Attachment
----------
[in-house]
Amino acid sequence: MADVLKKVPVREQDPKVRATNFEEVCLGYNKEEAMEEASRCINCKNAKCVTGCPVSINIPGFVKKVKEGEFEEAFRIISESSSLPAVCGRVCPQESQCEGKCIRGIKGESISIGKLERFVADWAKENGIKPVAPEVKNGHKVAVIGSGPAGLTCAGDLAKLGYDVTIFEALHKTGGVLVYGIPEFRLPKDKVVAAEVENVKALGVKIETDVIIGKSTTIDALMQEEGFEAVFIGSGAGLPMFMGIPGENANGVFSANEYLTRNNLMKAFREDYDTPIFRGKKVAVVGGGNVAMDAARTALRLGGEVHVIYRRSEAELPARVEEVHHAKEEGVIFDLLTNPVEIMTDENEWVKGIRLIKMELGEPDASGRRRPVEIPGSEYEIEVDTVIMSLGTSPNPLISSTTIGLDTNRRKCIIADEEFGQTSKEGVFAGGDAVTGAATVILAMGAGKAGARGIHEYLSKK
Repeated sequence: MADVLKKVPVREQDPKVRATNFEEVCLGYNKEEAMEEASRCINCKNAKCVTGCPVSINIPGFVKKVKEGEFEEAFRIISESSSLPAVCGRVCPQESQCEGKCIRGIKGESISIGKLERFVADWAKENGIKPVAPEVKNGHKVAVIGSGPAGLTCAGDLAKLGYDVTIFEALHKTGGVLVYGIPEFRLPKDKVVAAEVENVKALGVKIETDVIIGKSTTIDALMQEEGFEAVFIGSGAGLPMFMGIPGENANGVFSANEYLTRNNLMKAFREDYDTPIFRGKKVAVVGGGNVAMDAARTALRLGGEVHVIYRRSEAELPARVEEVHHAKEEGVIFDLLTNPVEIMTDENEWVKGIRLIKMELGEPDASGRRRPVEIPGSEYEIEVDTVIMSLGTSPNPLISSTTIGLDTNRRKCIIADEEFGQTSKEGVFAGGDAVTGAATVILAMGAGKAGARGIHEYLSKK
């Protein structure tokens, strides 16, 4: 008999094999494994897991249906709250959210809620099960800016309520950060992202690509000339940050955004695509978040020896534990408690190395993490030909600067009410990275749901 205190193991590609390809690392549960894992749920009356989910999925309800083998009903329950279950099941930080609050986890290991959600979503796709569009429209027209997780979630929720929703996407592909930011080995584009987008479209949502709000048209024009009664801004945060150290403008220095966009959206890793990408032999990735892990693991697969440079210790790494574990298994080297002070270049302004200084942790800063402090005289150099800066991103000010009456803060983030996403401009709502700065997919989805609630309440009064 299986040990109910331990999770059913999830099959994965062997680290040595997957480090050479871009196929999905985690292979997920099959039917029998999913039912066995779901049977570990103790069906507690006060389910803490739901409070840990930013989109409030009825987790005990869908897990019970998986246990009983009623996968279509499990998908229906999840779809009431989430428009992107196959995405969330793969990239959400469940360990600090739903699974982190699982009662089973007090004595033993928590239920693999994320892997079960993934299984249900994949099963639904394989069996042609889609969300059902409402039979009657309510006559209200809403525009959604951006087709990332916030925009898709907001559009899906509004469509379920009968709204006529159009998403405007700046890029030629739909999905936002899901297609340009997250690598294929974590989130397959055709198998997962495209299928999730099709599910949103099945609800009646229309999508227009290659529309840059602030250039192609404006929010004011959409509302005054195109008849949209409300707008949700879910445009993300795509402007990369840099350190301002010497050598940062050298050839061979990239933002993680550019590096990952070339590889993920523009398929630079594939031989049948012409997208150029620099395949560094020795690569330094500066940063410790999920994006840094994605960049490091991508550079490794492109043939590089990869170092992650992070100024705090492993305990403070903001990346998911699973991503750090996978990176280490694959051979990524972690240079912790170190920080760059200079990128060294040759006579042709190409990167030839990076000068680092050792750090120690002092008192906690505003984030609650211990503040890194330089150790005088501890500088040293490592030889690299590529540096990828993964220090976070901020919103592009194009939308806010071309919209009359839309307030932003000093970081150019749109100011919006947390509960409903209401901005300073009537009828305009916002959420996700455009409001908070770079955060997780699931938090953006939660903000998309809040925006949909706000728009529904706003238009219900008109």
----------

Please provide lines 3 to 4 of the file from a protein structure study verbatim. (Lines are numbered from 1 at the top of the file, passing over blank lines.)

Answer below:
Repeated sequence: MADVLKKVPVREQDPKVRATNFEEVCLGYNKEEAMEEASRCINCKNAKCVTGCPVSINIPGFVKKVKEGEFEEAFRIISESSSLPAVCGRVCPQESQCEGKCIRGIKGESISIGKLERFVADWAKENGIKPVAPEVKNGHKVAVIGSGPAGLTCAGDLAKLGYDVTIFEALHKTGGVLVYGIPEFRLPKDKVVAAEVENVKALGVKIETDVIIGKSTTIDALMQEEGFEAVFIGSGAGLPMFMGIPGENANGVFSANEYLTRNNLMKAFREDYDTPIFRGKKVAVVGGGNVAMDAARTALRLGGEVHVIYRRSEAELPARVEEVHHAKEEGVIFDLLTNPVEIMTDENEWVKGIRLIKMELGEPDASGRRRPVEIPGSEYEIEVDTVIMSLGTSPNPLISSTTIGLDTNRRKCIIADEEFGQTSKEGVFAGGDAVTGAATVILAMGAGKAGARGIHEYLSKK
């Protein structure tokens, strides 16, 4: 008999094999494994897991249906709250959210809620099960800016309520950060992202690509000339940050955004695509978040020896534990408690190395993490030909600067009410990275749901 205190193991590609390809690392549960894992749920009356989910999925309800083998009903329950279950099941930080609050986890290991959600979503796709569009429209027209997780979630929720929703996407592909930011080995584009987008479209949502709000048209024009009664801004945060150290403008220095966009959206890793990408032999990735892990693991697969440079210790790494574990298994080297002070270049302004200084942790800063402090005289150099800066991103000010009456803060983030996403401009709502700065997919989805609630309440009064 299986040990109910331990999770059913999830099959994965062997680290040595997957480090050479871009196929999905985690292979997920099959039917029998999913039912066995779901049977570990103790069906507690006060389910803490739901409070840990930013989109409030009825987790005990869908897990019970998986246990009983009623996968279509499990998908229906999840779809009431989430428009992107196959995405969330793969990239959400469940360990600090739903699974982190699982009662089973007090004595033993928590239920693999994320892997079960993934299984249900994949099963639904394989069996042609889609969300059902409402039979009657309510006559209200809403525009959604951006087709990332916030925009898709907001559009899906509004469509379920009968709204006529159009998403405007700046890029030629739909999905936002899901297609340009997250690598294929974590989130397959055709198998997962495209299928999730099709599910949103099945609800009646229309999508227009290659529309840059602030250039192609404006929010004011959409509302005054195109008849949209409300707008949700879910445009993300795509402007990369840099350190301002010497050598940062050298050839061979990239933002993680550019590096990952070339590889993920523009398929630079594939031989049948012409997208150029620099395949560094020795690569330094500066940063410790999920994006840094994605960049490091991508550079490794492109043939590089990869170092992650992070100024705090492993305990403070903001990346998911699973991503750090996978990176280490694959051979990524972690240079912790170190920080760059200079990128060294040759006579042709190409990167030839990076000068680092050792750090120690002092008192906690505003984030609650211990503040890194330089150790005088501890500088040293490592030889690299590529540096990828993964220090976070901020919103592009194009939308806010071309919209009359839309307030932003000093970081150019749109100011919006947390509960409903209401901005300073009537009828305009916002959420996700455009409001908070770079955060997780699931938090953006939660903000998309809040925006949909706000728009529904706003238009219900008109």